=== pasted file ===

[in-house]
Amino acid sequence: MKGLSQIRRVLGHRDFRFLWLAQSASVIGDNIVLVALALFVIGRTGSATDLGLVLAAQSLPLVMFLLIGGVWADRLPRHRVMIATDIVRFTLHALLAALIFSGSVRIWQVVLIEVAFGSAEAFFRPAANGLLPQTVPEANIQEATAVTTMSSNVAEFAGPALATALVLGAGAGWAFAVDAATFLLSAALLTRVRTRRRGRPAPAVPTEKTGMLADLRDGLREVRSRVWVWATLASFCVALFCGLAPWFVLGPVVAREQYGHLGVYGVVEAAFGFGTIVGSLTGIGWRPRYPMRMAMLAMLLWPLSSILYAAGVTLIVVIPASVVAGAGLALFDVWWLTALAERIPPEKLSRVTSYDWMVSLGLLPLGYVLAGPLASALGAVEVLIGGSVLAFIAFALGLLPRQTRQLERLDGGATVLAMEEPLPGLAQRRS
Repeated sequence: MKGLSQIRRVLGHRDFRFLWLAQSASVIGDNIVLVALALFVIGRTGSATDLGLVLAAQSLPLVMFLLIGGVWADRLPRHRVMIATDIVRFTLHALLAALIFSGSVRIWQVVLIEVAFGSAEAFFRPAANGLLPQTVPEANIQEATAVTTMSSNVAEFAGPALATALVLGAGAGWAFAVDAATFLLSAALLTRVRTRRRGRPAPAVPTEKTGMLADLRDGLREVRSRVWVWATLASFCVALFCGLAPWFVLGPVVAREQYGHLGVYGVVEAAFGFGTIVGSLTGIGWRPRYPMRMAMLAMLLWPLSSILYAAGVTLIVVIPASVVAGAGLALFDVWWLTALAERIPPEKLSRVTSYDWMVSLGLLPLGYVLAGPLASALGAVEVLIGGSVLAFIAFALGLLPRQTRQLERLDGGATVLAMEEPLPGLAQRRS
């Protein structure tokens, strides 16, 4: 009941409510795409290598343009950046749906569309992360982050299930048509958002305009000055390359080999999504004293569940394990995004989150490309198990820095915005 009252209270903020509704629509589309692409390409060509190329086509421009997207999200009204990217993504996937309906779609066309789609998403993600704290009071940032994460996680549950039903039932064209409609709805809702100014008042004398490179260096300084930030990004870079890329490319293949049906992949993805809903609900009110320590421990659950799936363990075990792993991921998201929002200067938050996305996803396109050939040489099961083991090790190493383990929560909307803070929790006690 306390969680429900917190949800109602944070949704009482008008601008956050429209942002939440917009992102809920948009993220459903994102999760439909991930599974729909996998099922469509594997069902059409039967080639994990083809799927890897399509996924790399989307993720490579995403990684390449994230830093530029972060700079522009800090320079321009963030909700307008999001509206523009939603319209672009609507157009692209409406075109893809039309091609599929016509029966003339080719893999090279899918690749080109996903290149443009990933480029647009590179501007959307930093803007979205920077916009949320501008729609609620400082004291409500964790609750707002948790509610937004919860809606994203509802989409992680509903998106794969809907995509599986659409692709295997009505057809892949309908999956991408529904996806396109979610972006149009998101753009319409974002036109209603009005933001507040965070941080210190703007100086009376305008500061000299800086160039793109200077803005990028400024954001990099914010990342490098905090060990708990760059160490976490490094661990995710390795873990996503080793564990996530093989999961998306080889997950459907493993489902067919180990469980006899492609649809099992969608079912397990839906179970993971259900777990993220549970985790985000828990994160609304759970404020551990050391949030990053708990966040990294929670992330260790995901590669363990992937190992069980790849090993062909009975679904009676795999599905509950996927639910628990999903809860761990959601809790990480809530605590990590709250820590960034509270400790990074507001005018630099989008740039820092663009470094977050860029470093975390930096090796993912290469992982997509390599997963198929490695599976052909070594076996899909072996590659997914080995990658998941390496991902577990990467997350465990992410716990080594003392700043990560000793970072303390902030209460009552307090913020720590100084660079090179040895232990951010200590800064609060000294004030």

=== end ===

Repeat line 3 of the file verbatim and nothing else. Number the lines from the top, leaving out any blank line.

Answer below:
Repeated sequence: MKGLSQIRRVLGHRDFRFLWLAQSASVIGDNIVLVALALFVIGRTGSATDLGLVLAAQSLPLVMFLLIGGVWADRLPRHRVMIATDIVRFTLHALLAALIFSGSVRIWQVVLIEVAFGSAEAFFRPAANGLLPQTVPEANIQEATAVTTMSSNVAEFAGPALATALVLGAGAGWAFAVDAATFLLSAALLTRVRTRRRGRPAPAVPTEKTGMLADLRDGLREVRSRVWVWATLASFCVALFCGLAPWFVLGPVVAREQYGHLGVYGVVEAAFGFGTIVGSLTGIGWRPRYPMRMAMLAMLLWPLSSILYAAGVTLIVVIPASVVAGAGLALFDVWWLTALAERIPPEKLSRVTSYDWMVSLGLLPLGYVLAGPLASALGAVEVLIGGSVLAFIAFALGLLPRQTRQLERLDGGATVLAMEEPLPGLAQRRS